Expressing Gratitude for Spiritual Opportunities

I’m very fortunate to still be in touch with over 100 people from my childhood. Before every Yom Tov I try to share a D’var Torah with them. Here’s this year’s edition:

Whether you’ve read the Torah, the Haggadah or saw Cecil B. DeMille’s rendition, Passover looks like a standard freedom story – an oppressed people finally gained their freedom. But we can’t miss the fact that in this freedom story, the Creator of the Universe is one of the protagonists.

Our Sages question the need for G-d’s involvement. Surely He could have empowered the Jews behind the scenes to escape and survive, as has happened many times in history. Another difficulty is the fact that the Torah makes it quite clear that G-d wanted us to be enslaved in the first place.

The answer to these questions is that the Exodus is not about where we were coming from, it’s about where we are going to. Through G-d’s overt involvement and the subsequent receiving of the Torah, we became a unique nation with the unique potential to live a life of constant spiritual awareness by following the mitzvos of the Torah.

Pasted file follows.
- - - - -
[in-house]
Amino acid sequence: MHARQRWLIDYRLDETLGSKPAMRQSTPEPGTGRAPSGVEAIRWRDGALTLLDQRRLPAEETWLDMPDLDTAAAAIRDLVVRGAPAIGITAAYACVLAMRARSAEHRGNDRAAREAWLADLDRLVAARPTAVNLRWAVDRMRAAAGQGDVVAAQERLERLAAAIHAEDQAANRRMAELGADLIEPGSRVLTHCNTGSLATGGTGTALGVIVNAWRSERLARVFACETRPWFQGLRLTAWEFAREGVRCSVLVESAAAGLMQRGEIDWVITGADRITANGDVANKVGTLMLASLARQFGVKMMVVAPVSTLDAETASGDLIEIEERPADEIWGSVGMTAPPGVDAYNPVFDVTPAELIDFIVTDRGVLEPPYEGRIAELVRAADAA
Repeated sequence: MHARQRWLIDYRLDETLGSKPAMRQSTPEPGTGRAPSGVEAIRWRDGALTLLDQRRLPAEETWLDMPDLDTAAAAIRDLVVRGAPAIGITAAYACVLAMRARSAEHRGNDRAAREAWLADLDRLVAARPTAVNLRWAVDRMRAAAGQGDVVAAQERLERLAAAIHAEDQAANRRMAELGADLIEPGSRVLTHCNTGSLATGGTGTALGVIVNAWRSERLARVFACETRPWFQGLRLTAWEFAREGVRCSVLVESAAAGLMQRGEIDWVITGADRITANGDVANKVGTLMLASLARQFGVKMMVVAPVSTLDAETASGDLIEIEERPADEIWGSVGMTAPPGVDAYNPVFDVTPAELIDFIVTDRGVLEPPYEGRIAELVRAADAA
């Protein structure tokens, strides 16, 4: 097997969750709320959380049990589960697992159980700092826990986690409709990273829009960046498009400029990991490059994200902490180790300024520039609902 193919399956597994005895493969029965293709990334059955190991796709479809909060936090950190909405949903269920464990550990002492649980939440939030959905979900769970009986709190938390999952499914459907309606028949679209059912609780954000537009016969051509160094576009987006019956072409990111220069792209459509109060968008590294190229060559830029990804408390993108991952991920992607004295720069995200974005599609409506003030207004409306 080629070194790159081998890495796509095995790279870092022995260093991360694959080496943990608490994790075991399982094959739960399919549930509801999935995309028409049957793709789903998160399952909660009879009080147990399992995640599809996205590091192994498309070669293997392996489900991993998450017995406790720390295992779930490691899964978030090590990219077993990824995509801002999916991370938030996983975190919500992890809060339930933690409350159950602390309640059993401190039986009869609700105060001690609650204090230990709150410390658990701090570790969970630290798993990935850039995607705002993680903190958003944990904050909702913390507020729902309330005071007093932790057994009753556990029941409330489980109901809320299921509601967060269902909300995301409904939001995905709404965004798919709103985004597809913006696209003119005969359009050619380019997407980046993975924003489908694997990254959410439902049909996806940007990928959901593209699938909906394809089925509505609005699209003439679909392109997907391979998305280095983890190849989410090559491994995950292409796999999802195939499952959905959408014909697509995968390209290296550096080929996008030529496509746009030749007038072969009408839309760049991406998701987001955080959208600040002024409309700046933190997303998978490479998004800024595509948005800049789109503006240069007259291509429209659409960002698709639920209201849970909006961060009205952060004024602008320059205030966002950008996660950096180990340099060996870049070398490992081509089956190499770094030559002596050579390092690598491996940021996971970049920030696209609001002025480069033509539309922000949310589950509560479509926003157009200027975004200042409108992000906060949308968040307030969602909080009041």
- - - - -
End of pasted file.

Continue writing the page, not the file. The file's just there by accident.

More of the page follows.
The Torah teaches us how to reduce our anger, our envy, our anxiety, our gossip, our self-centeredness and how to channel and elevate our physical desires. We’re also taught how to love our neighbors as ourselves and how to become givers who are looking to help others in the physical, monetary and emotional realms. These are some of the components of a lifelong spiritual growth process. It’s not easy, but pursuing any spiritual growth is a life game-changer.

Passover is the time to energize our growth and the primary vehicle is gratitude. By recounting our development from Abraham, through the Exodus, the Splitting of Sea, and the receiving of the Torah, we express our gratitude for the spiritual foundations that G-d has provided for us. The entire seder is filled with spiritual opportunities like eating Matzah, Maror, the Meal – and we thank G-d for each and every one of them.

Passover begins after nightfall (8:15 PM) on Wednesday. It’s a great time to avail ourselves of the spiritual opportunities by rounding up some matzah, wine, bitter herbs and a Haggadah. Here are some resources to help:

We should all be blessed that our small spiritual steps result in a Sweet and Happy Passover.

Note: Take a look at this article about Rabbi Jonah Bookstein and the origins of his Ten Minute Seder, listed above.